Only Jesus, in his infinite mercy, would die for sinners, pope says

Only Jesus, in his infinite mercy, would die for sinners, pope says

Only Jesus, in his infinite mercy, would die for sinners, pope says

In this file photo, Pope Francis gives the homily during morning Mass in the chapel of the Domus Sanctae Marthae at the Vatican. (Credit: CNS photo/L'Osservatore Romano.)

At his daily Mass, Pope Francis said "entering into the mystery of Jesus takes more" than listening to the Gospel and understanding the catechism and church teaching. "It is abandoning oneself to that abyss of mercy where there are no words, only the embrace of love. The love that led him to his death for us," the pope said.

ROME — Going to Mass regularly, praying and doing good works are not enough to make a person a good Christian, Pope Francis said.

One must truly enter into the mystery of Jesus Christ’s precious gift of “loving me” so much, “he gave himself” and was crucified and died for everyone’s sins, the pope said in his homily at Mass in the Domus Sanctae Marthae Oct. 24.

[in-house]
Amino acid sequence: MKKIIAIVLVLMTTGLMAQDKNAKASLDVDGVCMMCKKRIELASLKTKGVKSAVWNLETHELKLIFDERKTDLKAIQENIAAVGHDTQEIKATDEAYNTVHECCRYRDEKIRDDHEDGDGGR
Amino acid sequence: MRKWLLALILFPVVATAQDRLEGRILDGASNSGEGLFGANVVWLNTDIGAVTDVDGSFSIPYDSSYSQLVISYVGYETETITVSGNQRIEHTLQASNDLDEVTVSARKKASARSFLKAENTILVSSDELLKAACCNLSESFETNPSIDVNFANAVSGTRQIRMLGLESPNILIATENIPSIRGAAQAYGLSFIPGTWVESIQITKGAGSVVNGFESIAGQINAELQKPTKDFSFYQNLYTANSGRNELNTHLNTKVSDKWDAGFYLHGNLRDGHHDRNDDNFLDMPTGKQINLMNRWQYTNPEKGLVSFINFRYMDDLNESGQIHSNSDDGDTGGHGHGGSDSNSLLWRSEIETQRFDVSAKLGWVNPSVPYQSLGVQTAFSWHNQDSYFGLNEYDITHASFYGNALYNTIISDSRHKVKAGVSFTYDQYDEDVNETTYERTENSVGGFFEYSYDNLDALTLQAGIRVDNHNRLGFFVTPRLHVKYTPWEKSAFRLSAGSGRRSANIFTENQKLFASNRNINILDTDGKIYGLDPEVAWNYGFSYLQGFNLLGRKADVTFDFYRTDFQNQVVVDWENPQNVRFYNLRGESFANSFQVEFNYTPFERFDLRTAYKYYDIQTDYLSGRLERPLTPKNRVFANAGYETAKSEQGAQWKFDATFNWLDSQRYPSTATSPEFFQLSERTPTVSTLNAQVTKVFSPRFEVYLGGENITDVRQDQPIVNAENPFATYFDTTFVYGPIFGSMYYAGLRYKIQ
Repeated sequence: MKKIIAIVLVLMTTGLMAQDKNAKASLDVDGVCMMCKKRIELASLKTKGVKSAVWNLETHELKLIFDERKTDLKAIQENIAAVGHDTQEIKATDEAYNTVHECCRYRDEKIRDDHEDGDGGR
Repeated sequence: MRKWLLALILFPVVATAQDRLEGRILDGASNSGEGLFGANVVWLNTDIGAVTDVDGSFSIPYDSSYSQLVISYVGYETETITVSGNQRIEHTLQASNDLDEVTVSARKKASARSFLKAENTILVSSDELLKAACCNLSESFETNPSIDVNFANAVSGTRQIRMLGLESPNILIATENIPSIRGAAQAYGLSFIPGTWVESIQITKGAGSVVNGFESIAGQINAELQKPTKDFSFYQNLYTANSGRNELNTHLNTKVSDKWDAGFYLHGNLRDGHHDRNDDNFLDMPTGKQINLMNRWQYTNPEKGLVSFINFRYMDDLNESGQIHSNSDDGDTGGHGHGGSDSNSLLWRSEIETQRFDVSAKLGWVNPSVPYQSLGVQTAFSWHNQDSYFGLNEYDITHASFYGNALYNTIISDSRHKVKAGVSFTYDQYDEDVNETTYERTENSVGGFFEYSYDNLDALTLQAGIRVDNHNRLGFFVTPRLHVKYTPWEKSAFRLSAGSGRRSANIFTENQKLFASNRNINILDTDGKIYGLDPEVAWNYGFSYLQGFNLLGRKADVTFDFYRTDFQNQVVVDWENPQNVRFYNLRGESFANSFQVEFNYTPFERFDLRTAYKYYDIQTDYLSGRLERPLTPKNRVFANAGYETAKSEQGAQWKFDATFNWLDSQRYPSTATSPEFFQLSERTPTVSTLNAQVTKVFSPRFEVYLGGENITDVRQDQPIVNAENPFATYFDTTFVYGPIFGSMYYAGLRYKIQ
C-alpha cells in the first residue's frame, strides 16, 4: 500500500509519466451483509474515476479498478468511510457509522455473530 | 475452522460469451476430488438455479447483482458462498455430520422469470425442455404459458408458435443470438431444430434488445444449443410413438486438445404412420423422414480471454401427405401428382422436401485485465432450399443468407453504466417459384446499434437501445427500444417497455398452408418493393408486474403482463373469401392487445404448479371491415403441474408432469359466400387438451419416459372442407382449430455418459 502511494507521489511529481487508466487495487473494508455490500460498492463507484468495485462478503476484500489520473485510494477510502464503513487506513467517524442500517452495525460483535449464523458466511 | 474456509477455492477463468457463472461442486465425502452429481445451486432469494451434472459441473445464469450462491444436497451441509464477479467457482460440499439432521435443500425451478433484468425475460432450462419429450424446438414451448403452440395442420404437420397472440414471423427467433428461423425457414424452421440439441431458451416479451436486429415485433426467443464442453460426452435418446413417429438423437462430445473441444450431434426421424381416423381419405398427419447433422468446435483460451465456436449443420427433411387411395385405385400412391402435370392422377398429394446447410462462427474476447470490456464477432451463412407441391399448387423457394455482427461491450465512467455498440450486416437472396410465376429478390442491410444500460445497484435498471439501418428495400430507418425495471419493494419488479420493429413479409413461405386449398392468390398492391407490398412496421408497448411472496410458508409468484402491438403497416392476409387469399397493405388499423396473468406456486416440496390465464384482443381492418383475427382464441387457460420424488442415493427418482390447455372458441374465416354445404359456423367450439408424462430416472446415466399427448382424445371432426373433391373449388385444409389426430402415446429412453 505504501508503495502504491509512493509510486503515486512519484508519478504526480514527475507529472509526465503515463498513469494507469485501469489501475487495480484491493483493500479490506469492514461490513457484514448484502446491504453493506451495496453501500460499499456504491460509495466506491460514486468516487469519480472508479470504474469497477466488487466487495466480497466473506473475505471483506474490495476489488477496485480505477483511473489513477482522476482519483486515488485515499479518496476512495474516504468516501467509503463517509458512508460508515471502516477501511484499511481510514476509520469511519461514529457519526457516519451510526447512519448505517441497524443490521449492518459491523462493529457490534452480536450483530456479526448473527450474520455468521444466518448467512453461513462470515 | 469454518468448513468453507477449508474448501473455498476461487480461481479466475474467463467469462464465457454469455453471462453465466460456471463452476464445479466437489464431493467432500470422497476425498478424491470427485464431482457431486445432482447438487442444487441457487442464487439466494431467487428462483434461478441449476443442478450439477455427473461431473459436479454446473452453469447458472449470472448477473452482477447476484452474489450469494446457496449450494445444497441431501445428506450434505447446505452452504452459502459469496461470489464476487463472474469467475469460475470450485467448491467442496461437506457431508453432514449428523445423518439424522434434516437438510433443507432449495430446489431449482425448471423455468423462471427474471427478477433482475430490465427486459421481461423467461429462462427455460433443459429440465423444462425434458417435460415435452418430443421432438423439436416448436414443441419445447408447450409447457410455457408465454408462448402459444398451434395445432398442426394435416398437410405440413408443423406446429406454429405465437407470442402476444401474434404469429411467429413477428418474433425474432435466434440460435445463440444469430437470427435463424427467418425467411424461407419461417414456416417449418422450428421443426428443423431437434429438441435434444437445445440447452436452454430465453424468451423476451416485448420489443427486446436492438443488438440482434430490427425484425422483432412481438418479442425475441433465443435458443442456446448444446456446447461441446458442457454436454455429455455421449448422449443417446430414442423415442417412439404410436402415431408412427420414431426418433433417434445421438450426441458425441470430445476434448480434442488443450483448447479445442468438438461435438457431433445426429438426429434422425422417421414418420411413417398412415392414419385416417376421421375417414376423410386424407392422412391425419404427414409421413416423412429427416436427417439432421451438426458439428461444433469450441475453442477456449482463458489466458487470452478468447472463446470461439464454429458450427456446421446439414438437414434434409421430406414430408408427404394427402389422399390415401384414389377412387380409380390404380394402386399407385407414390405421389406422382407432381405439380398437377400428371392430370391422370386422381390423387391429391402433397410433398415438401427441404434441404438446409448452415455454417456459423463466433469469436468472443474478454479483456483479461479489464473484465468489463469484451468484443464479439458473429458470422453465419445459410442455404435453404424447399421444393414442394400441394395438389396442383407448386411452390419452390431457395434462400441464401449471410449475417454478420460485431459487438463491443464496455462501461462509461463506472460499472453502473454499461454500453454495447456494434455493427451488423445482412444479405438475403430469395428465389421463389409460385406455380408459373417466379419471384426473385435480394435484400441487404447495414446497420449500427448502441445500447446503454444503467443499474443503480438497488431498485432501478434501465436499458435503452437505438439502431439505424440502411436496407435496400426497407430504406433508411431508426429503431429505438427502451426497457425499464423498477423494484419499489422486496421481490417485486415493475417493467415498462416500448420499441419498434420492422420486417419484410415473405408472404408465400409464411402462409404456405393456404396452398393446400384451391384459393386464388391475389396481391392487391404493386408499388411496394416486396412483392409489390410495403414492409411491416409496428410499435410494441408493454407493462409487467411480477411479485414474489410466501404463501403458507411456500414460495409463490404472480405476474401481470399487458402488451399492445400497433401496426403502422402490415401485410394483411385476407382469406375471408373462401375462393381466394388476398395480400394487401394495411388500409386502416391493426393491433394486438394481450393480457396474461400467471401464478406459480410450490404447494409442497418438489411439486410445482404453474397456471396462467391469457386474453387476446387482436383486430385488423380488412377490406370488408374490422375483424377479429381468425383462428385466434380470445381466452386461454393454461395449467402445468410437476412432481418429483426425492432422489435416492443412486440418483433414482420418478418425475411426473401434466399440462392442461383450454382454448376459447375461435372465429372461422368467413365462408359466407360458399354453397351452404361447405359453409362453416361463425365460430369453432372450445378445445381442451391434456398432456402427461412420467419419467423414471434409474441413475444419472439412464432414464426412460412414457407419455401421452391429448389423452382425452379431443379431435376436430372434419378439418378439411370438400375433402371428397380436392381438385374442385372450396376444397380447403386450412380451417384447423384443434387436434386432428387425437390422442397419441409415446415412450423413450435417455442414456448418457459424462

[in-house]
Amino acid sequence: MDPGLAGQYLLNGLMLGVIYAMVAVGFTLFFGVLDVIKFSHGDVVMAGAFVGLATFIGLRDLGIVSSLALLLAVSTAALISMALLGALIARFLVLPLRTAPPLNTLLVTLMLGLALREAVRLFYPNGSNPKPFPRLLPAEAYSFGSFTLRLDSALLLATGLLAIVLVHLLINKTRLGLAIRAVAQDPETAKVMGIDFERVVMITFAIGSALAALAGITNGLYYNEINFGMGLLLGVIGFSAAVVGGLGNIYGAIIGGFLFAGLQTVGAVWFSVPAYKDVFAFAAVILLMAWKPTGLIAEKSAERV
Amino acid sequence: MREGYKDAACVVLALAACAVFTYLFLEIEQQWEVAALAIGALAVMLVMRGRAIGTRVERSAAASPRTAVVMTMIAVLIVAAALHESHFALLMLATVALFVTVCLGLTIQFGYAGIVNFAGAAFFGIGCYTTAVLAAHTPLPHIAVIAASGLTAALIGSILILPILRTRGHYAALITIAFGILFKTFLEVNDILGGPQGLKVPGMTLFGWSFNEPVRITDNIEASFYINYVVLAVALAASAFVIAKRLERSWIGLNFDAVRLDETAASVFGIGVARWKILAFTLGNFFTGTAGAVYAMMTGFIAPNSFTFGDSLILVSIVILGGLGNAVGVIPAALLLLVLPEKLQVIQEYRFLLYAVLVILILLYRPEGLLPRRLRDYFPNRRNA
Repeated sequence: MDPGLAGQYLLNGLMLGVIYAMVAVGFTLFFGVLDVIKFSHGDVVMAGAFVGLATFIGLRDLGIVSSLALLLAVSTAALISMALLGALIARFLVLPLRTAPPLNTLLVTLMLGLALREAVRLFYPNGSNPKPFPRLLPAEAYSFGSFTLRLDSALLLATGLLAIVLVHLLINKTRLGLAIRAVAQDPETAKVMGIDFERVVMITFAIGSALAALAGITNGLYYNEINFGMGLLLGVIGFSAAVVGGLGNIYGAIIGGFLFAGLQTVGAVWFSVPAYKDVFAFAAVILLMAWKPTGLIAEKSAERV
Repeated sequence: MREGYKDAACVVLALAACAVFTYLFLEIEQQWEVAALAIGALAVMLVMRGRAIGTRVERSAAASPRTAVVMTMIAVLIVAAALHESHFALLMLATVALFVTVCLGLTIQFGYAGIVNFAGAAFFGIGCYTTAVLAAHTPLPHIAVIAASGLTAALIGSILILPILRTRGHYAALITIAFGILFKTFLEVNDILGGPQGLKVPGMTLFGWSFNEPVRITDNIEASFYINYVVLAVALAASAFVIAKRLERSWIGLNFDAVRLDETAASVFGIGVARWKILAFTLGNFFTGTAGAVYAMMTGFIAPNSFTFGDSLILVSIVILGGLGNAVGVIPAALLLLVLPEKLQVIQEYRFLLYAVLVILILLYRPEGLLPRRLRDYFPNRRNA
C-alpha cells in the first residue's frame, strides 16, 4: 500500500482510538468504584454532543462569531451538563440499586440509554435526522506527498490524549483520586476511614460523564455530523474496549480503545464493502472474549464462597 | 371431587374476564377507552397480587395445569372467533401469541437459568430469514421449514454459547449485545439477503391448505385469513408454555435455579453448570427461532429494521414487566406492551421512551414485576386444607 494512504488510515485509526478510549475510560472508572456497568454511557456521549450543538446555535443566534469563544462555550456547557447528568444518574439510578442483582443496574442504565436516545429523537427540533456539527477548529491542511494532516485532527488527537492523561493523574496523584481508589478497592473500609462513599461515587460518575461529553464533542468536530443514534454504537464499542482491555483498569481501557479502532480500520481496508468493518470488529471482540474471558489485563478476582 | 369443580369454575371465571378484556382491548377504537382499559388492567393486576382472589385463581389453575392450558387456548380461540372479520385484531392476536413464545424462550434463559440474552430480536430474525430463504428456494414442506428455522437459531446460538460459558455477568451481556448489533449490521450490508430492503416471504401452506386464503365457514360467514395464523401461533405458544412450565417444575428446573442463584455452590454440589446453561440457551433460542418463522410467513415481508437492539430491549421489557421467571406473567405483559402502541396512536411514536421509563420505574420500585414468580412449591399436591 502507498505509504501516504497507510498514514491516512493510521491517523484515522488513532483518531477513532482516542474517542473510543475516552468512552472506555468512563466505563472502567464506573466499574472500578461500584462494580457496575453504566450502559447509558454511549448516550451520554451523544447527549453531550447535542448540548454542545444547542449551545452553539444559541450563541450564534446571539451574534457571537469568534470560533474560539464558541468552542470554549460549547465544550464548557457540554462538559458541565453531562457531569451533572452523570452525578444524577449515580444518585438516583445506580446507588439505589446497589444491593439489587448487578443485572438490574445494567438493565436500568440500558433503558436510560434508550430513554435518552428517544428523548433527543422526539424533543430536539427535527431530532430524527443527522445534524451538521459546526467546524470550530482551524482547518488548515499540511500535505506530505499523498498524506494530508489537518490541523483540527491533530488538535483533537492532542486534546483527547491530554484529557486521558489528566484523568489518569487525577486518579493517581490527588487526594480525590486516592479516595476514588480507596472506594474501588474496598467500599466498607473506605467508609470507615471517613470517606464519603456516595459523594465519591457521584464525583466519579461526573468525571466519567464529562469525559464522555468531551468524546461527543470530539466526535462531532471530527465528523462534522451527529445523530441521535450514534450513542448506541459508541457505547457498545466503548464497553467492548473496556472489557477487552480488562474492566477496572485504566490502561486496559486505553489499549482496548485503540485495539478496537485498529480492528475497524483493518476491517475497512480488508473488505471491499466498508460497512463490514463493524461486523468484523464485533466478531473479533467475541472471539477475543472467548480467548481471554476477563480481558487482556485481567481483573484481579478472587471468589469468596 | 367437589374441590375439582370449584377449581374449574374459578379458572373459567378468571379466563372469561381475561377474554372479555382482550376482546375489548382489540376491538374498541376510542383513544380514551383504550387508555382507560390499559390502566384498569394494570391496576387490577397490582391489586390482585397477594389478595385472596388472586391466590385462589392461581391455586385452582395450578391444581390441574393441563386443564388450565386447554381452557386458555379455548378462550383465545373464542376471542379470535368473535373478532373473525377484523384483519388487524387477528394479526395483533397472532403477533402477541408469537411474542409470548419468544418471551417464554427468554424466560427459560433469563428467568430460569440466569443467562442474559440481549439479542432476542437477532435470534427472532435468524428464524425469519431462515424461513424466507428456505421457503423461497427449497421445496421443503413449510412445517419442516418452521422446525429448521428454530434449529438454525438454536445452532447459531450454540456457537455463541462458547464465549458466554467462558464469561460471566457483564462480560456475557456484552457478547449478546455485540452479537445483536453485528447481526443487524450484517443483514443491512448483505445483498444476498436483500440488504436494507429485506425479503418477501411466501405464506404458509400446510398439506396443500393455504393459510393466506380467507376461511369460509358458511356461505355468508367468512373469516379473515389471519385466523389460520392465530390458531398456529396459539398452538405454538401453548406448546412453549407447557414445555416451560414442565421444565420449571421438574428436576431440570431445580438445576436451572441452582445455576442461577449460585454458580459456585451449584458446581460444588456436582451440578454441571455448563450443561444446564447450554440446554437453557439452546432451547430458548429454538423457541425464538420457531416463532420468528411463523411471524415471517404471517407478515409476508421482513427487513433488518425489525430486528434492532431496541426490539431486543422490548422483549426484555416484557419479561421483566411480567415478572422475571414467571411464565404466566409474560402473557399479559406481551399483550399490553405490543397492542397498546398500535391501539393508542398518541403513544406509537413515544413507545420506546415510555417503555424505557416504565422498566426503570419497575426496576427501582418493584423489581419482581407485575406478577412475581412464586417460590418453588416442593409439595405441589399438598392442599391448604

It might be possible to find someone who would be willing to die for another person who was good and righteous, the pope said. But only Jesus Christ was willing to give his life “for a sinner like me.”

That is the mystery that Christians must pray and reflect upon because it defies all understanding and logic, he said.

People may think of themselves as “a good Christian, ‘I go to Mass every Sunday, I do works of mercy, I recite prayers, I educate my children.’ And this is great,” he said. “But the question I have is, ‘You do all of this, but have you ever entered into the mystery of Jesus Christ?'”

In the day’s first reading from the book of Romans, St. Paul pondered the great gift of God’s grace and its power to “overflow for the many.” If sin and death came to humanity because of “the transgression of the one” with original sin, how much more abundant is the grace of eternal life with the one righteous act of Jesus, the apostle wrote.

“Entering into the mystery of Jesus takes more” than listening to the Gospel and understanding the catechism and church teaching, the pope said. “It is abandoning oneself to that abyss of mercy where there are no words, only the embrace of love. The love that led him to his death for us.”

The pope suggested people meditate on the Way of Cross at home, reflecting on each moment of the Lord’s passion. Reflect and imagine, he said, “and that way seek to understand with the heart that he loved me and gave himself for me.”

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